Oh, and she is also very sweet in telling me nice little things that DSS has said about me during the week at hers. Some of them surprise me as he never tells me things like that directly!

We always come together for DSS's birthday and also sometimes for part of Christmas and other special events like New Year. Plus we often have drinks and chat at pick-ups or drop-offs, and end up crossing paths quite a bit at other people's barbeques and parties and suchlike. I accept that level of blended-ness isn't for everyone, but personally I really enjoy all those occasions.

Good luck finding what works for you smile

fairy1303 Tue 24-Sep-13 18:18:01

River boat I'm jealous of your set up!

Titsalinabumsquash Tue 24-Sep-13 18:22:22

I am also the Mum in our situation! Ex's gf is my ex best friend so it's slightly more awkward, but what I'd like from my ex and her would be the opportunity to sit down in a neutral space, like grown ups and discuss the children, the boundaries they have, the discipline techniques they use, any issues they have. Also to discuss and set in stone when they're having the boys purely because currently I don't find out until the day before so making plans is hard.

It's ok if they want to week off from having them to go on holiday but me knowing in advance would give me the chance to plan something.

Both the kids have separate behavioral/health issues again discussing these so we're all on the same page would help everyone, especially the kids.

It won't happen though because ex keeps us as far apart as possible so we've not spoken in nearly 2 yrs.

UC Tue 24-Sep-13 18:40:32

Our set up is much like Riverboat's. I feel very lucky that my DSCs' mum is very supportive, we like eachother, we speak to each other, and if it wasn't for DP feeling a little awkward, we'd probably be better friends than we are able to be. We also have shared family occasions and it works fine.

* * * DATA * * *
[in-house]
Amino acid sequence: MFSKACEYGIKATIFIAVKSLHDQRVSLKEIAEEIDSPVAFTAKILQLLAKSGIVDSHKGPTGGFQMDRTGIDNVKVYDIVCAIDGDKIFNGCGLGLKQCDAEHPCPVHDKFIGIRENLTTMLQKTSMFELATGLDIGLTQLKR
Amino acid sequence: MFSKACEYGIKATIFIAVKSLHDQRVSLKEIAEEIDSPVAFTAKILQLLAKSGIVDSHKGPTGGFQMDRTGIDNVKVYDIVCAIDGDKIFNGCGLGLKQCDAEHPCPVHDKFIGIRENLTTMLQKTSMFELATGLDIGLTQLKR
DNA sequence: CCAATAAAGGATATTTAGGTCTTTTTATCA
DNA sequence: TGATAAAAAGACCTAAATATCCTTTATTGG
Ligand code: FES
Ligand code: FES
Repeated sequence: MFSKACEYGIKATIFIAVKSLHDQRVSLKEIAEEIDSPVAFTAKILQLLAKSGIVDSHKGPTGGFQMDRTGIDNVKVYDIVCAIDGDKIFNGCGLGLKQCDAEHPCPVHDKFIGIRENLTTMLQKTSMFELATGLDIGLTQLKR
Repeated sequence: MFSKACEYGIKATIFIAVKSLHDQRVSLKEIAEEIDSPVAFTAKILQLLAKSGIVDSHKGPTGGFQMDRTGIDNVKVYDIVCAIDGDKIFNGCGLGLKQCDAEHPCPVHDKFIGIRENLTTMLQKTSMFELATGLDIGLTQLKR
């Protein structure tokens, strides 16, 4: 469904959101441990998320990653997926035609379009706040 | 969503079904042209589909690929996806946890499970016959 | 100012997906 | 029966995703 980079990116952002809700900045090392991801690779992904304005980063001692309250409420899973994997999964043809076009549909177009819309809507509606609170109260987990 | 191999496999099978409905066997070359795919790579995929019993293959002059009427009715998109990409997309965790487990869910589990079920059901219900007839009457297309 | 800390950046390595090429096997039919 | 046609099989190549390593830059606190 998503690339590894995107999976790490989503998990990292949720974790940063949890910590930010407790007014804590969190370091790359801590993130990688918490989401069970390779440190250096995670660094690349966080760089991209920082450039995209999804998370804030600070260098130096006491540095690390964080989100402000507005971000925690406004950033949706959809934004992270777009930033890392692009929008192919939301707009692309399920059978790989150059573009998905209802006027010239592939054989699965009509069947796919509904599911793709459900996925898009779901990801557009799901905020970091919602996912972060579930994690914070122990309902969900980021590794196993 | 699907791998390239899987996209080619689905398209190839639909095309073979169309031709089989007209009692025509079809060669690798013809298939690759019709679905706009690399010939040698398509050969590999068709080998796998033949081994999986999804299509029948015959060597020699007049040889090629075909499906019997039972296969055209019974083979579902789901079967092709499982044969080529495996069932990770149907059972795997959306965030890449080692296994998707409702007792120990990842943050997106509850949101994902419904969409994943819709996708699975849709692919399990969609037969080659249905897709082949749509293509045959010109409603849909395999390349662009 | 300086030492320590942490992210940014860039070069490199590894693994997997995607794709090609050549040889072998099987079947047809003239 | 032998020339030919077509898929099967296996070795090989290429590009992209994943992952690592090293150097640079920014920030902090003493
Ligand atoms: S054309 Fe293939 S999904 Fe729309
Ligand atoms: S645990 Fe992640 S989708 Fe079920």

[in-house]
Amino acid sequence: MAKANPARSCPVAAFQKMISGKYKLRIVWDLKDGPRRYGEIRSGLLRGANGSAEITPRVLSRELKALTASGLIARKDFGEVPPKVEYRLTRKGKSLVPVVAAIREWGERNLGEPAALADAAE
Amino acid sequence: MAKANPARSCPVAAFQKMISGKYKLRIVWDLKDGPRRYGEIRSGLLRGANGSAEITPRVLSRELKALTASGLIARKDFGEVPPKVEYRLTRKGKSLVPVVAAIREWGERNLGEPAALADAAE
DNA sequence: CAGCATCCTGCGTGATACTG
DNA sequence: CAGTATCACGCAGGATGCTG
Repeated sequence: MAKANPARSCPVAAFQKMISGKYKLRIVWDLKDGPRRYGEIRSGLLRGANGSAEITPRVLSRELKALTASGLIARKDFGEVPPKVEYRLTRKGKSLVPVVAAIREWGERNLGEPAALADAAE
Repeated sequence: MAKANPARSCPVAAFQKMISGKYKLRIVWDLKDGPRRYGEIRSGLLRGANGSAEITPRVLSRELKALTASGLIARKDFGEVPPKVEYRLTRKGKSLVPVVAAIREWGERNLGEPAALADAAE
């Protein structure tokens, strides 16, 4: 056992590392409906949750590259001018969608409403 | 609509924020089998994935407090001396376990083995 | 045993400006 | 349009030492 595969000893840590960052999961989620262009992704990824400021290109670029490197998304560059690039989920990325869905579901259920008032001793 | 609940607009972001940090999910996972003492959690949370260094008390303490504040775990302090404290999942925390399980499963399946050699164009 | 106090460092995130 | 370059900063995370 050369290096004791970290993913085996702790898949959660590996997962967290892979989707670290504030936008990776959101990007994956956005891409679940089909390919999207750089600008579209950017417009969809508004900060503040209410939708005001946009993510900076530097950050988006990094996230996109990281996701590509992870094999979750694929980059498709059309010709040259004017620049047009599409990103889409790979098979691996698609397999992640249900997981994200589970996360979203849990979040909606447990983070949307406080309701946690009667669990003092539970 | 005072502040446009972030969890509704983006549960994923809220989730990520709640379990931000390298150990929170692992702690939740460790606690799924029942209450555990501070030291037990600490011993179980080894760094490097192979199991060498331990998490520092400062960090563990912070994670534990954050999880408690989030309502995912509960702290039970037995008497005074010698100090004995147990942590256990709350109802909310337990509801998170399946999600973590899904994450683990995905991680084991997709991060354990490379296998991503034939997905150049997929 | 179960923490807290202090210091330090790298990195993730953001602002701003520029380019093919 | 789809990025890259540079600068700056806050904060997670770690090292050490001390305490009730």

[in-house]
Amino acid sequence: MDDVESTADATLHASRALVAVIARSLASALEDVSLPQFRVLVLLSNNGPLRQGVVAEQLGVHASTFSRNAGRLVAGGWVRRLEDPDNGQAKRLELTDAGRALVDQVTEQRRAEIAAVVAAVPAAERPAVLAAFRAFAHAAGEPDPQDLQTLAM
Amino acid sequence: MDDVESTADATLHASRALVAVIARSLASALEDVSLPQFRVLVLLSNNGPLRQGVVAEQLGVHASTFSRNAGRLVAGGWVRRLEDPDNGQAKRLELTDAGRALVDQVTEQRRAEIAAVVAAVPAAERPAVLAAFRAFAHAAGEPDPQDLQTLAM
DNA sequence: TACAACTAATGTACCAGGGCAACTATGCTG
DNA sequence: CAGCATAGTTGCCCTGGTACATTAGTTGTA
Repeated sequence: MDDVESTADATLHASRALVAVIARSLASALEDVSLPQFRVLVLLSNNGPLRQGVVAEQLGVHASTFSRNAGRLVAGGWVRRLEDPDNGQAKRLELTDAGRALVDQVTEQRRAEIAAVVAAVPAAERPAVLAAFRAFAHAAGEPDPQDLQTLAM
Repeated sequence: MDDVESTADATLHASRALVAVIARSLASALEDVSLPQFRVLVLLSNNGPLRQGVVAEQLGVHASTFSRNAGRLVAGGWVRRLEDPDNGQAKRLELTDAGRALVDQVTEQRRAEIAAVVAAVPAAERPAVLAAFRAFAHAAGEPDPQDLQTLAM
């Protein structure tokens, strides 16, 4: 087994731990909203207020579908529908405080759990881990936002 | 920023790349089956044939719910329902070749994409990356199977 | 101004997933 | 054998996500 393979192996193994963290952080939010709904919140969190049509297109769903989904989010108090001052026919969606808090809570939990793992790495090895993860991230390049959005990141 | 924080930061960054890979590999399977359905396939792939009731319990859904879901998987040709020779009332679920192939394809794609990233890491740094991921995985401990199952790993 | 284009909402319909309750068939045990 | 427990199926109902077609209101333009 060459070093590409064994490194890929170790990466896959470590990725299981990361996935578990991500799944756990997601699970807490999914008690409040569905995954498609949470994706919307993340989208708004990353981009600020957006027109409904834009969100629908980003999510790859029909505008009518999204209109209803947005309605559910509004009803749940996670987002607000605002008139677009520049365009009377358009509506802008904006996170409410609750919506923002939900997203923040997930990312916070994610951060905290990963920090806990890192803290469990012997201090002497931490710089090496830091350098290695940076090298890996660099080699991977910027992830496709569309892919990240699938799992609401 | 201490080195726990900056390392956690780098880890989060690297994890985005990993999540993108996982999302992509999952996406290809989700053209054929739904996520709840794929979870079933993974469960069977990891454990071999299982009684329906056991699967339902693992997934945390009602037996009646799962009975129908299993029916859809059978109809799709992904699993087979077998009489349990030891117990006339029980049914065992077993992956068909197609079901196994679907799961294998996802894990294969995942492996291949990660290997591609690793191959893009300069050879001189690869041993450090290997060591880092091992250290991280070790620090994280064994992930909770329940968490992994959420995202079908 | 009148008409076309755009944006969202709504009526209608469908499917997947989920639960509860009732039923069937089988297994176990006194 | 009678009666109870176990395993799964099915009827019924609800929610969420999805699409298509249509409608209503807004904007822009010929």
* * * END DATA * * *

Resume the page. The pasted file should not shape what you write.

We are able to sit down as a group of adults (i.e. DP, his ex, her partner and me) and discuss the wellbeing of the children, and important decisions that concern them.

We don't have exactly the same boundaries, but we do support eachother in the boundaries that are set between the houses, and if it's something fundamental, we sit down and try to reach agreement so that we are a united front to the children.

I think if you haven't met her yet, be open and friendly, polite, and don't criticise her to the children. If you have an issue, raise it directly with ex and her, don't use the kids as go-betweens.

Kaluki Wed 25-Sep-13 10:19:00

I'm on both sides of the fence, I'm a stepmum and my dc have a stepmum.
With DPs ex I have as little to do with her as possible as any communication usually ends in her screeching like a banshee so I leave her to DP to deal with grin
With my ex's DP I also have minimal contact, but that is more because I don't feel the need, I trust her and my ex to care for my dc and they both like her and she is nice to them so my input isn't needed. She knows she can talk to me if necessary and if she is there when he drops them off I will chat or invite them in for a coffee.
So overall my advice is just to BE NICE!!! It's surprising how difficult some exes find that but it really does go a long way grin

Emilyeggs Wed 25-Sep-13 14:23:39

envy Riverboat

Emilyeggs Wed 25-Sep-13 14:28:22

I would like to add, op, this is very thoughtful of you and I wish you all the best, I hope my relationship with dh's ex will be easier in the future (we are getting there)

eslteacher Wed 25-Sep-13 15:15:24

I can't really claim any credit for my set up - DP and his ex were determined to remain not just coparents but friends after they split. The ex found a new partner and had another child fairly soon, both of whom my DP established a good relationship with. By the time I came on the scene a few years later, all I had to do was slot into the existing functioning dynamic.

I do massively appreciate it though, all the more so having read so many awful stories on this board!